Erin Schaff / Reuters

This article was updated on December 22, 2018.

On a worrisome day in Washington—with a government shutdown looming and the defense secretary resigning—a clip of Homeland Security Secretary Kirstjen Nielsen served as unexpected comic relief. Nielsen, speaking before the House Judiciary Committee on Thursday, responded to a question from Representative Tom Marino by saying, “From Congress I would ask for wall. We need wall.”

Nielsen was, of course, referring to the wall along the southern border with Mexico that President Donald Trump has demanded that Congress fund, precipitating the shutdown threat. When asked by Marino to clarify what she meant by “wall,” she explained that what the administration envisions is really a “wall system,” combining walls, fencing, and various technology.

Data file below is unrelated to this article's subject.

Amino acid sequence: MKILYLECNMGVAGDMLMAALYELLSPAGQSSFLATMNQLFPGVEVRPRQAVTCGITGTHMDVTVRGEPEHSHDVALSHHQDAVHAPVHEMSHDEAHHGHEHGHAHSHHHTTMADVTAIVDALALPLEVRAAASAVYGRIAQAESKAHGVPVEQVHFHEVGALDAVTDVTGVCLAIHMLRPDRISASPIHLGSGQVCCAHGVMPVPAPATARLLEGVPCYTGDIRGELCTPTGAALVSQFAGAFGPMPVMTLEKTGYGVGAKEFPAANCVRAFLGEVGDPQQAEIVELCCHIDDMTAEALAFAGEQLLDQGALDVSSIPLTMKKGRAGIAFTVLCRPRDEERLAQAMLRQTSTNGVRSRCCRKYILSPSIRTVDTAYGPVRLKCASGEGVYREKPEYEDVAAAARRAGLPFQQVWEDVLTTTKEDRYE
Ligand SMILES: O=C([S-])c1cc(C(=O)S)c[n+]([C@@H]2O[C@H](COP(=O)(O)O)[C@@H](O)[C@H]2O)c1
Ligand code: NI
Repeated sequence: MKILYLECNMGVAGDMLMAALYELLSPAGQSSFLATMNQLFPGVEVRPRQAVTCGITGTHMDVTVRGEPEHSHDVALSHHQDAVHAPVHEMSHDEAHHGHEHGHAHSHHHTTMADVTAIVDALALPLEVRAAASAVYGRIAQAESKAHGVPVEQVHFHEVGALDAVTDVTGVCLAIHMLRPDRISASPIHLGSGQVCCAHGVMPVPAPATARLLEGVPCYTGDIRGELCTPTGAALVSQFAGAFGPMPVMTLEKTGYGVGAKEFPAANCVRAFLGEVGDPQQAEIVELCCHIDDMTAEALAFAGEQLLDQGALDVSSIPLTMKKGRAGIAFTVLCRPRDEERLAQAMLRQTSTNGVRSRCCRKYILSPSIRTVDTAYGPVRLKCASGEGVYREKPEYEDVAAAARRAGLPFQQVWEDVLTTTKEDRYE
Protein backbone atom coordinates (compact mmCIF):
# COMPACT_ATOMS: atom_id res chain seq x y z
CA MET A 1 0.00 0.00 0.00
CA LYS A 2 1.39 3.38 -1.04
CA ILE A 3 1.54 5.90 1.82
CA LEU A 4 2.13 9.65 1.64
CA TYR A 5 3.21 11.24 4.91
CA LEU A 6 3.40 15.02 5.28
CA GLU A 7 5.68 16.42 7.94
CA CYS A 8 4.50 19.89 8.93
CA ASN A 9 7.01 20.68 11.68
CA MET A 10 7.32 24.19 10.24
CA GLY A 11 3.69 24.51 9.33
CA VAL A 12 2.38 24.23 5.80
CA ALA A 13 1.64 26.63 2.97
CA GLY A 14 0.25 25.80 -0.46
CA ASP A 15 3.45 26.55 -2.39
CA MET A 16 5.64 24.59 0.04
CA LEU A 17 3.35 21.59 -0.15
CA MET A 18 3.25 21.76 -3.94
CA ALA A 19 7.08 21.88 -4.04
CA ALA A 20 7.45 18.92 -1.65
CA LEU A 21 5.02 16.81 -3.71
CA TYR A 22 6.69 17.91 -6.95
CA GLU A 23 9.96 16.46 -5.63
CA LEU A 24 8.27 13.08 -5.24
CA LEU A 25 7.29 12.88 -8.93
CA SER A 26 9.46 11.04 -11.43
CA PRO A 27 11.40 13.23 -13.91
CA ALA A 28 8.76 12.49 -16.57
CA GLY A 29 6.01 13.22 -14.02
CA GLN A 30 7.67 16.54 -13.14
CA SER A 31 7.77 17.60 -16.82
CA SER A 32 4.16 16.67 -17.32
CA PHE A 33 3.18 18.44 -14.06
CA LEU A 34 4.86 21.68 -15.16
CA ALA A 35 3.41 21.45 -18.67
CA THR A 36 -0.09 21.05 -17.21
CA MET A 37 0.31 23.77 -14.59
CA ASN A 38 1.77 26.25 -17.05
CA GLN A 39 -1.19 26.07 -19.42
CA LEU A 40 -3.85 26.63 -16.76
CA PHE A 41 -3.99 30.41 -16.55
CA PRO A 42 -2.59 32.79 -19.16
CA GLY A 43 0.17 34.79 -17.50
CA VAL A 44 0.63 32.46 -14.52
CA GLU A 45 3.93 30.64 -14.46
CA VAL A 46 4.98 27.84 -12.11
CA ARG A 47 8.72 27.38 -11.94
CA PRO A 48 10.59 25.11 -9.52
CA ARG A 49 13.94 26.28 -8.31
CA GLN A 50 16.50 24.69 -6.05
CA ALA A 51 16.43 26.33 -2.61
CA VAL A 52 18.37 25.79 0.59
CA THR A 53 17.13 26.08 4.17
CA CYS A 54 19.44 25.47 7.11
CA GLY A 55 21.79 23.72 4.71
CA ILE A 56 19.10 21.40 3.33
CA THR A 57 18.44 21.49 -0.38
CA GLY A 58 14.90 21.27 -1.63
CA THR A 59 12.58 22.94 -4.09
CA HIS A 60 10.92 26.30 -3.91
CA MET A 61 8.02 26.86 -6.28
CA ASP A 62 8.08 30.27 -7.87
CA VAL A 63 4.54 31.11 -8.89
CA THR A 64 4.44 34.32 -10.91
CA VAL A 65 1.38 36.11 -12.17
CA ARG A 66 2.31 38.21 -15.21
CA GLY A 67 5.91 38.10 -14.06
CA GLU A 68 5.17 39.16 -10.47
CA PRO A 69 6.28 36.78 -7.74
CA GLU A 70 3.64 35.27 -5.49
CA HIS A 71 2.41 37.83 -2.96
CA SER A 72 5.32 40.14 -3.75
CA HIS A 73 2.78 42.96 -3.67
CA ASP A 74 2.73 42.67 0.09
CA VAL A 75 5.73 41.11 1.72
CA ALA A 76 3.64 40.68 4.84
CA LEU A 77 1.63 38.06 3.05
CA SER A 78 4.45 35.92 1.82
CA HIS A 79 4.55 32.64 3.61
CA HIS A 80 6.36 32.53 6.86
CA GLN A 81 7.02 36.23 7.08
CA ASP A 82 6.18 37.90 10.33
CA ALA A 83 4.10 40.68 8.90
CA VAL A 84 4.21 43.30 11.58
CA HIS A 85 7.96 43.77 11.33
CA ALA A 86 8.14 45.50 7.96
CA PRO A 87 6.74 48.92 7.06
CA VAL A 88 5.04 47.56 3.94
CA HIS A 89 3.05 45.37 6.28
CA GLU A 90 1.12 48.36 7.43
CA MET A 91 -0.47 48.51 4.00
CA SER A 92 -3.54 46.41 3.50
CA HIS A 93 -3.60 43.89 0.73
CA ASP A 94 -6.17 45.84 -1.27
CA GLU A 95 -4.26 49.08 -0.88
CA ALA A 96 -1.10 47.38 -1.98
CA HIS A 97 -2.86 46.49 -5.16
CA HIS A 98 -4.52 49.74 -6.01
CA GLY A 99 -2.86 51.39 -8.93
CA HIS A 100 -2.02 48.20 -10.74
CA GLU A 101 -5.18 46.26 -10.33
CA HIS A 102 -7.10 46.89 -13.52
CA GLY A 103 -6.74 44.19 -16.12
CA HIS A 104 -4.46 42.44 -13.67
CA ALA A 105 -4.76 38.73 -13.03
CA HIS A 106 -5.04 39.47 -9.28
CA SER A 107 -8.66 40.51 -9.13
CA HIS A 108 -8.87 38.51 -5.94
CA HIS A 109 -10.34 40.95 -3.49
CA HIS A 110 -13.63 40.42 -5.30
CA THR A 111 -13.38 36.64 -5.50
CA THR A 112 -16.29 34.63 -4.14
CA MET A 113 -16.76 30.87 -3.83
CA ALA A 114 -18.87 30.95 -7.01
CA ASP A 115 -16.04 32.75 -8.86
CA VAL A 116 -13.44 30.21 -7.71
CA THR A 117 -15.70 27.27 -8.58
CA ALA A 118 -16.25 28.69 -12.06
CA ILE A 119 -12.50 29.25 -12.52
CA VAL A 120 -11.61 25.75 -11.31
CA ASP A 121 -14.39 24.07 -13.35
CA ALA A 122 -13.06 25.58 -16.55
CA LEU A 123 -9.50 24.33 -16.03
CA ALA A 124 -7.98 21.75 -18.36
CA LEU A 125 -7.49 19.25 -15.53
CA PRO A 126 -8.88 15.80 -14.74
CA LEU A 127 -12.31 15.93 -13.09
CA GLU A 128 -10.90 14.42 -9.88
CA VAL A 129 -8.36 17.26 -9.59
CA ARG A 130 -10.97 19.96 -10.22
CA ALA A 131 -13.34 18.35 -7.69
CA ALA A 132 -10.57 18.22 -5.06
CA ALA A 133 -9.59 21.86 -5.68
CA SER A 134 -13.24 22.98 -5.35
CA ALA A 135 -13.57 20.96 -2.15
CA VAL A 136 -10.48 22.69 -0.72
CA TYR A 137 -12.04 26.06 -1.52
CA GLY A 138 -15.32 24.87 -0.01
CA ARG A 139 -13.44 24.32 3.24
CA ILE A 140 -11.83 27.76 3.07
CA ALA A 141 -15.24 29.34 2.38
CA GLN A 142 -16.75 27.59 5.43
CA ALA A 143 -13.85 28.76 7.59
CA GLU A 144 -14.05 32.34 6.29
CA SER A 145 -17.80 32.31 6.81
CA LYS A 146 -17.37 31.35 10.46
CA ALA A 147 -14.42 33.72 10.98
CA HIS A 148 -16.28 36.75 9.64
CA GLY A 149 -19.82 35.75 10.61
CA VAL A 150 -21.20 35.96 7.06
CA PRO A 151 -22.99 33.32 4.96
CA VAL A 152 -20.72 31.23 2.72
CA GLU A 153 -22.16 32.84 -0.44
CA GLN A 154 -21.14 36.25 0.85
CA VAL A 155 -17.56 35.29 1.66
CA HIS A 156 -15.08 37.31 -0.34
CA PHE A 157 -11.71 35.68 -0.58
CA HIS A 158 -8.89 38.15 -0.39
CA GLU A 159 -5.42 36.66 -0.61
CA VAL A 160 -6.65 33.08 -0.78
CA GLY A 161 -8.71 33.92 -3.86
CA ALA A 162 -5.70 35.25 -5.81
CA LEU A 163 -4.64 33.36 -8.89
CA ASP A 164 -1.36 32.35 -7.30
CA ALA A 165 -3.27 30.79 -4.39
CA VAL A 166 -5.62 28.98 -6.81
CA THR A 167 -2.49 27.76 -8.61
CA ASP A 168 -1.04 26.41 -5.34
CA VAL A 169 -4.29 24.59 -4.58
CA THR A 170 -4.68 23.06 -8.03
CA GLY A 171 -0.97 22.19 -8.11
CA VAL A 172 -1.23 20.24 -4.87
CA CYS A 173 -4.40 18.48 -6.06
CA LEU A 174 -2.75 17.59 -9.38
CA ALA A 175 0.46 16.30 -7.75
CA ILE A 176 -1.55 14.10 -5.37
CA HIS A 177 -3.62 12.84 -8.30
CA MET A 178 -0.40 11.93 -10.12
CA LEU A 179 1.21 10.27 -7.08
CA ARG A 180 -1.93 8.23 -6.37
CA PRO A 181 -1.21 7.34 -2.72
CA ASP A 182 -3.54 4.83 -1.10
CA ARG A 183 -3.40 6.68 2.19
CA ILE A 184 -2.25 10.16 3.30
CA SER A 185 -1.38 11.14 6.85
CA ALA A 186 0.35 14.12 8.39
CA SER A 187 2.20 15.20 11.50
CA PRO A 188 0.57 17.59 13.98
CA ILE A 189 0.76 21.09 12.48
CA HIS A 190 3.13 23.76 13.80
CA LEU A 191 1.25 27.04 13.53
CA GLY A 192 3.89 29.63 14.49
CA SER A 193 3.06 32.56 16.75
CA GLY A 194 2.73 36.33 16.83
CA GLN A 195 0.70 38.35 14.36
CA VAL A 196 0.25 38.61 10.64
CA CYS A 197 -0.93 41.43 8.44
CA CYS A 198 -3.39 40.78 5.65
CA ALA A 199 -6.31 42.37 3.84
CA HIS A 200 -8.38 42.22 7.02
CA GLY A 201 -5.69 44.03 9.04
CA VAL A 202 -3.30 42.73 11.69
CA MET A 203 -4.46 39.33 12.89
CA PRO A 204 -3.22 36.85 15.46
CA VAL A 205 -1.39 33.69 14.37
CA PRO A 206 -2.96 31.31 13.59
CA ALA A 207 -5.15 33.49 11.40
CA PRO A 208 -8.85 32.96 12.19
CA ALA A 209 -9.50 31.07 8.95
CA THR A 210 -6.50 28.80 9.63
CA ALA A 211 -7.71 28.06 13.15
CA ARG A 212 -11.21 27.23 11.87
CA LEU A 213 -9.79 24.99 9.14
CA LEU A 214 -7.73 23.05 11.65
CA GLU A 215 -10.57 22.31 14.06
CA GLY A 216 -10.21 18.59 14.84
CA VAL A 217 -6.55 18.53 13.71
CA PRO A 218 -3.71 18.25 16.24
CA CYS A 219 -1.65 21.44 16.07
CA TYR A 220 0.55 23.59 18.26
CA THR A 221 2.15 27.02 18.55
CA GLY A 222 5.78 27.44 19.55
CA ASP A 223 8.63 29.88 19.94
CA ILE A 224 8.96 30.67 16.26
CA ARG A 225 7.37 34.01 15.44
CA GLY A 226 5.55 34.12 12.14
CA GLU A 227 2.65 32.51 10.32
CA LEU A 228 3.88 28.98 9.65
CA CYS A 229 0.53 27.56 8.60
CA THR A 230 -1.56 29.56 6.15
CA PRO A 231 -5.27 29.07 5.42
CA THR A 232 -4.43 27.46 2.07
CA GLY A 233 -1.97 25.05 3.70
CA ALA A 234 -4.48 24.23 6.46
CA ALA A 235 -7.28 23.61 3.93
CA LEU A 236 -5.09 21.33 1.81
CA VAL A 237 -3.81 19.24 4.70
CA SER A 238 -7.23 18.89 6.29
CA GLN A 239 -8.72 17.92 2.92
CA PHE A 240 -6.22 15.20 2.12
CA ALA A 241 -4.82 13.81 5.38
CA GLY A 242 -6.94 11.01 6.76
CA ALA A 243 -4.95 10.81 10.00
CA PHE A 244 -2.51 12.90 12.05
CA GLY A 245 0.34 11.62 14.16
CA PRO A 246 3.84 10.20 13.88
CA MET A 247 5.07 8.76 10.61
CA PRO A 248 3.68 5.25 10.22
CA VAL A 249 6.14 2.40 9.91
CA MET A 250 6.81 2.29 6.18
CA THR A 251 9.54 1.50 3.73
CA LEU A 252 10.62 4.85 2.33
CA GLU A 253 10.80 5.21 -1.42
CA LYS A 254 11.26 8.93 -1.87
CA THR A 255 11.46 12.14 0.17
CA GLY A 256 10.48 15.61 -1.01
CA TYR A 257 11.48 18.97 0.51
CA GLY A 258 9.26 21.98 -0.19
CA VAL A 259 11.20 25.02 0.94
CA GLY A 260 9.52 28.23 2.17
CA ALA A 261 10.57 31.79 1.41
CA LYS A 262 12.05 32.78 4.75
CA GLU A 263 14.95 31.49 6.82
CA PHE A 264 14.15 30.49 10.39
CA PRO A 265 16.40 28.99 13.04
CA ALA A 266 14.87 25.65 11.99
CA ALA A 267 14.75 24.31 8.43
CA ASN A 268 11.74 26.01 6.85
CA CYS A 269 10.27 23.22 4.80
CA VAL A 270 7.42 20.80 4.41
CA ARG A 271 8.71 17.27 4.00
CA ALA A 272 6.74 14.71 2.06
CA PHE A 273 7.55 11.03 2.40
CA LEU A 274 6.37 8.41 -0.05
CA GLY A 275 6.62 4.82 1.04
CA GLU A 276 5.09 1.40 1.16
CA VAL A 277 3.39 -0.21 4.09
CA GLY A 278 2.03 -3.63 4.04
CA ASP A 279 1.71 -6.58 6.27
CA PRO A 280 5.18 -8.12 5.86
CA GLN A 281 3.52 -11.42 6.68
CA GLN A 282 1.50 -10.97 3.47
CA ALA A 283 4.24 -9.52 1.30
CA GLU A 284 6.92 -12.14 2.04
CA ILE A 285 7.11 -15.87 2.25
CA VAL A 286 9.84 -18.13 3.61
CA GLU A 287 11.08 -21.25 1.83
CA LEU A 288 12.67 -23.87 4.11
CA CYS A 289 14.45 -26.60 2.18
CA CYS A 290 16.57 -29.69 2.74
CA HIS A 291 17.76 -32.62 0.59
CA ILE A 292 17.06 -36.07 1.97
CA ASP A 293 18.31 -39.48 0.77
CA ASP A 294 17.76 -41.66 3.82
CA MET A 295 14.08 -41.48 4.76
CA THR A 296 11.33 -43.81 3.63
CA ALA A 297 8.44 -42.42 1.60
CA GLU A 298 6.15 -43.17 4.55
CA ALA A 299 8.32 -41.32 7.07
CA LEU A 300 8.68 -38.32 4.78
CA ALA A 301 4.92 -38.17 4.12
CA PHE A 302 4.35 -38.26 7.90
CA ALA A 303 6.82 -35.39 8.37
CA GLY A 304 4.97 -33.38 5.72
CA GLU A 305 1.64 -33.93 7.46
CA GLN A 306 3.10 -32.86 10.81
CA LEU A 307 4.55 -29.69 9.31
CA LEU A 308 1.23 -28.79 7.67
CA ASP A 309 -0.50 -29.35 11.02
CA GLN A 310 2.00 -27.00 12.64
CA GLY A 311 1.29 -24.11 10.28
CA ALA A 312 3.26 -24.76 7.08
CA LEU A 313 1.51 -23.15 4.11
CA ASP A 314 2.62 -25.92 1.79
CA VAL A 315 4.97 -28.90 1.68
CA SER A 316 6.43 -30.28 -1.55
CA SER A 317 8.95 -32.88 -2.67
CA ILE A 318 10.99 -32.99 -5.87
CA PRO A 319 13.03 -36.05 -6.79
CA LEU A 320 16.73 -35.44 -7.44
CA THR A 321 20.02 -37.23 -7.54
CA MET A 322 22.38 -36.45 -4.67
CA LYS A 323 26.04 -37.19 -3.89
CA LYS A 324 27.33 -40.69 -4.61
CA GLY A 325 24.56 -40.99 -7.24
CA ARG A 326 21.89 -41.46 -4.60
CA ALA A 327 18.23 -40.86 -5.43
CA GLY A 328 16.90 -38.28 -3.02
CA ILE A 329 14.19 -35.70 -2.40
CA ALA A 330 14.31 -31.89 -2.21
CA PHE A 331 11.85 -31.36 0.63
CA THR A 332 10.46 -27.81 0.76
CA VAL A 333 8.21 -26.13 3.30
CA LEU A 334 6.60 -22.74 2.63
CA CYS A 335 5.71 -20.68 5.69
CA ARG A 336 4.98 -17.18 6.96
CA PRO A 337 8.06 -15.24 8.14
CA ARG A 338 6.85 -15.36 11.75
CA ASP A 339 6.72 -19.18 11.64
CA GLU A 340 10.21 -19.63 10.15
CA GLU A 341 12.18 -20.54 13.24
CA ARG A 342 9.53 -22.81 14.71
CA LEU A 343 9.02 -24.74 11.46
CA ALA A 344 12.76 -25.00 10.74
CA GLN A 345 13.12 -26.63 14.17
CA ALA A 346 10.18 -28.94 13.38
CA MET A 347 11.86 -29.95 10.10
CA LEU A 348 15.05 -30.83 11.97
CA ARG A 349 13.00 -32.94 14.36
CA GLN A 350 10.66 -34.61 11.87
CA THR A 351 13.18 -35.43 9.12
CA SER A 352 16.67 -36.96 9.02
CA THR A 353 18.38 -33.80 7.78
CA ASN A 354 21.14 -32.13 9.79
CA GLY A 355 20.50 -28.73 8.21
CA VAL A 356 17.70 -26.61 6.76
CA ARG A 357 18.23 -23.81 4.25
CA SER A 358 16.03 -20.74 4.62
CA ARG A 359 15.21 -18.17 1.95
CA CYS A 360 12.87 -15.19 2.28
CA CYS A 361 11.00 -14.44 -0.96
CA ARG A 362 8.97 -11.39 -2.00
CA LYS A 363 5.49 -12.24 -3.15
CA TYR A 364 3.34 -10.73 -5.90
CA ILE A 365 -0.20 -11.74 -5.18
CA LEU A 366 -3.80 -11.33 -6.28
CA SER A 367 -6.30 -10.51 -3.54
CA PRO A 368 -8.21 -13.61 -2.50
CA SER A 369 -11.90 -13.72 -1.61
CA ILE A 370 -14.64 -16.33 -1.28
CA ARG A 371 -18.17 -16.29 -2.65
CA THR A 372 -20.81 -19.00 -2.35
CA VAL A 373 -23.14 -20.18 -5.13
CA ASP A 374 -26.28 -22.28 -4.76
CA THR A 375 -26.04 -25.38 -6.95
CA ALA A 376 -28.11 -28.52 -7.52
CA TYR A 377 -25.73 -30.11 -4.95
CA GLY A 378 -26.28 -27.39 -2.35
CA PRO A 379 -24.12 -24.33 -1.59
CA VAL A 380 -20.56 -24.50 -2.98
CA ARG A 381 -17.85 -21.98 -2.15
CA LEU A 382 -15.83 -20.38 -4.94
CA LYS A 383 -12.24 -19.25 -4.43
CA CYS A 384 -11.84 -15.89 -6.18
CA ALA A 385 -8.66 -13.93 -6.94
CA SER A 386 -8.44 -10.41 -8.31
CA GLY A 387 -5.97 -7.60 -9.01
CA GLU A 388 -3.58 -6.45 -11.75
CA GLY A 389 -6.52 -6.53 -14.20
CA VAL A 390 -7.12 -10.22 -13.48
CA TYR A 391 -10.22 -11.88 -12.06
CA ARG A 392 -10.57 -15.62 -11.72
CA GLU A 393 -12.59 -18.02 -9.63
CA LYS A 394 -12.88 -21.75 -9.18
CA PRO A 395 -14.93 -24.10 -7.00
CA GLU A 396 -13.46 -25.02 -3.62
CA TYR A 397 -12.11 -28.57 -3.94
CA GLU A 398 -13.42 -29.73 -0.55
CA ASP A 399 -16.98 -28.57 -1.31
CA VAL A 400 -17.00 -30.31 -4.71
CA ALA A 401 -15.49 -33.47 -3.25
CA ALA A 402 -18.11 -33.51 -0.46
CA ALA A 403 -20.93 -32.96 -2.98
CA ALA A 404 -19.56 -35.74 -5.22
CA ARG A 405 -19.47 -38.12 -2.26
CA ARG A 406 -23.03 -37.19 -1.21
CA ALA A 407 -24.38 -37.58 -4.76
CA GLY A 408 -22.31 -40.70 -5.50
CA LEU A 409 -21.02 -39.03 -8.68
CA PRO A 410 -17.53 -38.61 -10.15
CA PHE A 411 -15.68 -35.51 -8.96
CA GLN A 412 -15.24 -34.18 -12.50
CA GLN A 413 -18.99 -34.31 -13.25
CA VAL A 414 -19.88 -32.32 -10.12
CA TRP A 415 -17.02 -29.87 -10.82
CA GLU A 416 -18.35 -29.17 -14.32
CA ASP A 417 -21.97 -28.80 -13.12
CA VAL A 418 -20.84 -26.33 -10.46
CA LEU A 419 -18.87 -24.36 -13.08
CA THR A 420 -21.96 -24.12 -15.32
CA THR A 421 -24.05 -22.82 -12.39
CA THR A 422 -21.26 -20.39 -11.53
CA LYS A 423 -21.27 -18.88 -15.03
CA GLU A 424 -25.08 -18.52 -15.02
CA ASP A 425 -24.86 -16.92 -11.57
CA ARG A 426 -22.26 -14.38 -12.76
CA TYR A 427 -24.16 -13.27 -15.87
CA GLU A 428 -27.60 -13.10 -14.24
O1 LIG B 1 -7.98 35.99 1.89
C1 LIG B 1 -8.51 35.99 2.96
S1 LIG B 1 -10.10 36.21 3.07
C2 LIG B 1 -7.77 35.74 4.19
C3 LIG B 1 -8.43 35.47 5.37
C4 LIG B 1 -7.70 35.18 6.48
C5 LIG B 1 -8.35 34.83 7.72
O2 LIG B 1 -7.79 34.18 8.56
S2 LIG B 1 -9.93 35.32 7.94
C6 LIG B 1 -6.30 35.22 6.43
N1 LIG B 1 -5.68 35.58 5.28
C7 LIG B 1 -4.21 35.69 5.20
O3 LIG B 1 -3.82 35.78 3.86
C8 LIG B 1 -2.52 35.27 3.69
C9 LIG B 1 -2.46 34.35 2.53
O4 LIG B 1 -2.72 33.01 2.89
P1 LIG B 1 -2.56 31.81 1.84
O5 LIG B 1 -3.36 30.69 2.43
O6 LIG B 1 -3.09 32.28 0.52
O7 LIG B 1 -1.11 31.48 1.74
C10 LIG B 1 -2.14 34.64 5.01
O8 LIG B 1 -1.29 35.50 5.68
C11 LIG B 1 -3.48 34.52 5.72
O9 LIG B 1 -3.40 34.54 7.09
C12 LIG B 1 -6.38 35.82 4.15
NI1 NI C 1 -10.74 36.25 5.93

Nielsen’s plea for “wall”—as opposed to “a wall” or “the wall”—drew torrents of ridicule on Twitter. Oliver Willis of Shareblue Media posted the clip, confirming that it was “an actual quote” from the secretary of homeland security and not from the Incredible Hulk, despite Nielsen’s primitive-sounding “Hulk smash” locution. Besides the Hulk, “We need wall” reminded some of Steve Carell as the low-IQ weatherman Brick Tamland in Anchorman awkwardly declaring “I love lamp.” MSNBC’s Chris Hayes mused, “Did DHS make a style guide change that there’s no definite article before wall?” Josh Marshall of Talking Points Memo agreed that this seems like an intentional shift in usage, “but it’s not clear what the point is beyond sounding like you have some kind of focused brain damage.”